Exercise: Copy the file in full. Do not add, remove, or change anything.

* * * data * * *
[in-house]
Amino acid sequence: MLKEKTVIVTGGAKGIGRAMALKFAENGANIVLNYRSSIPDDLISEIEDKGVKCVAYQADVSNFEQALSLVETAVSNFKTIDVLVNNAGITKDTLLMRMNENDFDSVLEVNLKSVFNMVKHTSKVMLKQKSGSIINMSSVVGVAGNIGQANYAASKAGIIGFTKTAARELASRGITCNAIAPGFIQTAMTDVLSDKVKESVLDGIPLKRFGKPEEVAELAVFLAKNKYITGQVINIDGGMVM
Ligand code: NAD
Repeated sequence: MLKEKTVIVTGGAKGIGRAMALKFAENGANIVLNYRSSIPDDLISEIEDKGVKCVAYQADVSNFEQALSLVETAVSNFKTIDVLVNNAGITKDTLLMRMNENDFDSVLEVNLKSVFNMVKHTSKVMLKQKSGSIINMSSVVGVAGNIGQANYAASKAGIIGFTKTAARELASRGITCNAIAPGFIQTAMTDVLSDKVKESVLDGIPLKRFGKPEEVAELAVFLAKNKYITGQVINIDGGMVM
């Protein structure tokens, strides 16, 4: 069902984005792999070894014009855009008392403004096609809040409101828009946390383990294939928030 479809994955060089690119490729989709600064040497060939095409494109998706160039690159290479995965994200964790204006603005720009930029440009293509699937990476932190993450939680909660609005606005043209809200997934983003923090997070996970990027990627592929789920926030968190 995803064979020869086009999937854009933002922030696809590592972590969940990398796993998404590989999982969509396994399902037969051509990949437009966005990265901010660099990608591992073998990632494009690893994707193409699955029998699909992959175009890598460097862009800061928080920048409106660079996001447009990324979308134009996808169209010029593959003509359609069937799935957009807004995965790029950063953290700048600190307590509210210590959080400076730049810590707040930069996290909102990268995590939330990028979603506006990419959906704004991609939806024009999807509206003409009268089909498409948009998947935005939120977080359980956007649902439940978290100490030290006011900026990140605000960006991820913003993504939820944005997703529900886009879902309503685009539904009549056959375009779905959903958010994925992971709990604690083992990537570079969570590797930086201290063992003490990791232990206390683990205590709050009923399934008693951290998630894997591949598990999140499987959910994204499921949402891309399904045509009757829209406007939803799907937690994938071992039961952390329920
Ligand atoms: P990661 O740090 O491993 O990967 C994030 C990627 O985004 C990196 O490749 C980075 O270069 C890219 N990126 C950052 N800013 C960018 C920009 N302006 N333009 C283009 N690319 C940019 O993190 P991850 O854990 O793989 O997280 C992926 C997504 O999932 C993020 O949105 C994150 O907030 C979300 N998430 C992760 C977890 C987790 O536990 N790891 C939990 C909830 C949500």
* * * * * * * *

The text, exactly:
[in-house]
Amino acid sequence: MLKEKTVIVTGGAKGIGRAMALKFAENGANIVLNYRSSIPDDLISEIEDKGVKCVAYQADVSNFEQALSLVETAVSNFKTIDVLVNNAGITKDTLLMRMNENDFDSVLEVNLKSVFNMVKHTSKVMLKQKSGSIINMSSVVGVAGNIGQANYAASKAGIIGFTKTAARELASRGITCNAIAPGFIQTAMTDVLSDKVKESVLDGIPLKRFGKPEEVAELAVFLAKNKYITGQVINIDGGMVM
Ligand code: NAD
Repeated sequence: MLKEKTVIVTGGAKGIGRAMALKFAENGANIVLNYRSSIPDDLISEIEDKGVKCVAYQADVSNFEQALSLVETAVSNFKTIDVLVNNAGITKDTLLMRMNENDFDSVLEVNLKSVFNMVKHTSKVMLKQKSGSIINMSSVVGVAGNIGQANYAASKAGIIGFTKTAARELASRGITCNAIAPGFIQTAMTDVLSDKVKESVLDGIPLKRFGKPEEVAELAVFLAKNKYITGQVINIDGGMVM
């Protein structure tokens, strides 16, 4: 069902984005792999070894014009855009008392403004096609809040409101828009946390383990294939928030 479809994955060089690119490729989709600064040497060939095409494109998706160039690159290479995965994200964790204006603005720009930029440009293509699937990476932190993450939680909660609005606005043209809200997934983003923090997070996970990027990627592929789920926030968190 995803064979020869086009999937854009933002922030696809590592972590969940990398796993998404590989999982969509396994399902037969051509990949437009966005990265901010660099990608591992073998990632494009690893994707193409699955029998699909992959175009890598460097862009800061928080920048409106660079996001447009990324979308134009996808169209010029593959003509359609069937799935957009807004995965790029950063953290700048600190307590509210210590959080400076730049810590707040930069996290909102990268995590939330990028979603506006990419959906704004991609939806024009999807509206003409009268089909498409948009998947935005939120977080359980956007649902439940978290100490030290006011900026990140605000960006991820913003993504939820944005997703529900886009879902309503685009539904009549056959375009779905959903958010994925992971709990604690083992990537570079969570590797930086201290063992003490990791232990206390683990205590709050009923399934008693951290998630894997591949598990999140499987959910994204499921949402891309399904045509009757829209406007939803799907937690994938071992039961952390329920
Ligand atoms: P990661 O740090 O491993 O990967 C994030 C990627 O985004 C990196 O490749 C980075 O270069 C890219 N990126 C950052 N800013 C960018 C920009 N302006 N333009 C283009 N690319 C940019 O993190 P991850 O854990 O793989 O997280 C992926 C997504 O999932 C993020 O949105 C994150 O907030 C979300 N998430 C992760 C977890 C987790 O536990 N790891 C939990 C909830 C949500």